Here's a fine Randolph Scott outing, with humor and irony
Buchanan Rides Alone is surprising and surprisingly good. Randolph Scott is not the lone man on horseback who rides into town with a righteous grudge. He's just Tom Buchanan, riding up from Mexico where he earned a stake big enough to buy the spread in West Texas he's always wanted. When he crosses the border and enters Agry Town, the county seat of Agry County, California, things are going to turn bad fast.
Agry Town sits right on the border. The county judge is Simon Agry. The county sheriff is Lew Agry. Yep, the Agry's run things hereabouts. Tom tries to deal with everyone with a friendly smile. He's not looking for trouble, just a place to get a drink, sleep and to eat a good steak...at the town's Agry Hotel. Lew Agry isn't so easy going. When he realizes Tom has gold hidden in Tom's gun belt, the gold gets confiscated and Tom gets beaten. When Tom tries to break up a gun battle between a young man from Mexico and a drunken Agry who is the judge's son (who just rode back to town with female fingernail scratches on his face), the Agry pulls first and gets dead fast. Tom and Juan de la Vega (Manuel Rojas), son of a powerful Mexican landowner, wind up in jail awaiting hanging. There are gunfights, breakouts, bushwhacking, bribes, a $50,000 ransom and lots of dirty dealing, especially among the Agry brothers. They have as much family feeling as one shark fetus sharing space in mom with another.
Judge Simon Agry (Tol Avery) runs the town with a soft, greasy hand. He's pudgy, ambitious, hypocritical, cautious and double dealing. Sheriff Lew Agry (Barry Kelley) is a tough man with a beefy face, a solid gut and a rancid disposition. "Take him over to the jailhouse and wait for him to come to. When I hang a man, I like him to know what's going on." Always around the judge, dressed in black and slick as a patch of fresh horse manure, is Abe Carbo (Craig Stevens). Carbo seems allied with the judge, but why should he let himself play second fiddle to the Agrys? Carbo is amoral, a man who'll suggest betrayal with a smile and make it seem legal...sort of like a corporate lawyer.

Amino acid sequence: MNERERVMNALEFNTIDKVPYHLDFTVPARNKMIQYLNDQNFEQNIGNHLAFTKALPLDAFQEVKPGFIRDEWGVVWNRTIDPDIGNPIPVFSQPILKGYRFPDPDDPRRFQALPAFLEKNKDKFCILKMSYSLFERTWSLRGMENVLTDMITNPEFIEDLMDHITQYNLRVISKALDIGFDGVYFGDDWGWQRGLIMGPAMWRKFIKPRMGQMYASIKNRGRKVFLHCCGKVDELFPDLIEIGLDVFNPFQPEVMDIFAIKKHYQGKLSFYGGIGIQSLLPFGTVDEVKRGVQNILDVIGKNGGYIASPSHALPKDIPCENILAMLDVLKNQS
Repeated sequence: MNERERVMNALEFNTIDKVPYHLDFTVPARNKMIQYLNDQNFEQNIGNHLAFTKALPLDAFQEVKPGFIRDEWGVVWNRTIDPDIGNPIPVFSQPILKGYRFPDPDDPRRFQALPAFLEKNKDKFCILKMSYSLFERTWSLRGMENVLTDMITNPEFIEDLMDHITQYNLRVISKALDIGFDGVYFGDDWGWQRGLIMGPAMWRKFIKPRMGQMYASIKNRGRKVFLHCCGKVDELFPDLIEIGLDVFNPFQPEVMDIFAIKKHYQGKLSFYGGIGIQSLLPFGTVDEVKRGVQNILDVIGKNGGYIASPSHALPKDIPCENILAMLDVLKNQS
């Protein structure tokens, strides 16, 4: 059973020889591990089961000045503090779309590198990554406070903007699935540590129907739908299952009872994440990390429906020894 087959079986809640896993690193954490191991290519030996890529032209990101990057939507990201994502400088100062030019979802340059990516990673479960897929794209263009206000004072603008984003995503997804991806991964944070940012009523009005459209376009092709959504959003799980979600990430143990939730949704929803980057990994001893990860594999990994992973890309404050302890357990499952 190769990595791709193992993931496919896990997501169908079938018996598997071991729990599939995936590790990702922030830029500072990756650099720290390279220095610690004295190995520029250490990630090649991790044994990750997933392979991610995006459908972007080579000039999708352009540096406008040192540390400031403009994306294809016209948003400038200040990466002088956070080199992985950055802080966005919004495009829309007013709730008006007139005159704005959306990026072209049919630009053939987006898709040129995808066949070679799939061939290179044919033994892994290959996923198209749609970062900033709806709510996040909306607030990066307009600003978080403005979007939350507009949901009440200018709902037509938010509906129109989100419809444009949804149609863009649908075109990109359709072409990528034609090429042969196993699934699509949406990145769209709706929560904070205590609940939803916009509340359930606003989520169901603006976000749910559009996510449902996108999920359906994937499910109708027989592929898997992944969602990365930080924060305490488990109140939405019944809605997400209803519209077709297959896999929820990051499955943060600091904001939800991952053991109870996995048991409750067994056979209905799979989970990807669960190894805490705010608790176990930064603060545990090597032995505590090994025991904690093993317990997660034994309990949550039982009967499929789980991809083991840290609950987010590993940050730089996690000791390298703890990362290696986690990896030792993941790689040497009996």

By the end of the movie, the Agry brothers and their town get what they deserve. And Tom Buchanan heads to west Texas, his gold stake back in his gun belt and a nice, satisfied smile on his face.
The movie is surprising good because it moves quickly within its 78 minutes. The betrayal, action and brotherly distaste more than fill any void left by romance (there isn't any), clichés (very few) and anything trying to be what it isn't. Buchanan Rides Alone is a solid piece of Western entertainment with an ironic twist led by Randolph Scott. It's available through the DVD Budd Boetticher Box Set, which also includes the Scott movies The Tall T, Decision at Sundown, Ride Lonesome and Comanche Station.
Respectful to a fault, with a concentration on emperors and poets
This PBS-produced documentary, which surveys Rome in the First Century, runs 219 minutes in four parts. It is so calm, so respectful, so stately and so dull that it made me wonder if they really were talking about Rome.